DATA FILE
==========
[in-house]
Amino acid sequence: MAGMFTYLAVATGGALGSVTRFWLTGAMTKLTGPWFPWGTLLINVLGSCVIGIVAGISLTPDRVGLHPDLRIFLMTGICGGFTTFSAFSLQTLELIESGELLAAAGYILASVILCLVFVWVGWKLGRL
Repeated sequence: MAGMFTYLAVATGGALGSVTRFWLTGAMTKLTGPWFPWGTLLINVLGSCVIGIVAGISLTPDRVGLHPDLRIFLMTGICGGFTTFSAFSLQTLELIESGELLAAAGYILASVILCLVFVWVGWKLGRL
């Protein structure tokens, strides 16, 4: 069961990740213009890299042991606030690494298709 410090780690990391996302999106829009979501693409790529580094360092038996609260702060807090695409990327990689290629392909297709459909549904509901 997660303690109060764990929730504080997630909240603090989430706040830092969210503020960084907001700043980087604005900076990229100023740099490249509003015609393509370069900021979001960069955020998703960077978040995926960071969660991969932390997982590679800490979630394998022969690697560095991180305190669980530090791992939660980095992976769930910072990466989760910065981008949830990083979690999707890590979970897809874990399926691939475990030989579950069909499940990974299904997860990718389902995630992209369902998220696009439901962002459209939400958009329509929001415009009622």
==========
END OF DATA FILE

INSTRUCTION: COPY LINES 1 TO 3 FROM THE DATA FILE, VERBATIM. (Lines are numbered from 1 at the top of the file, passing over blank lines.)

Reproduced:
[in-house]
Amino acid sequence: MAGMFTYLAVATGGALGSVTRFWLTGAMTKLTGPWFPWGTLLINVLGSCVIGIVAGISLTPDRVGLHPDLRIFLMTGICGGFTTFSAFSLQTLELIESGELLAAAGYILASVILCLVFVWVGWKLGRL
Repeated sequence: MAGMFTYLAVATGGALGSVTRFWLTGAMTKLTGPWFPWGTLLINVLGSCVIGIVAGISLTPDRVGLHPDLRIFLMTGICGGFTTFSAFSLQTLELIESGELLAAAGYILASVILCLVFVWVGWKLGRL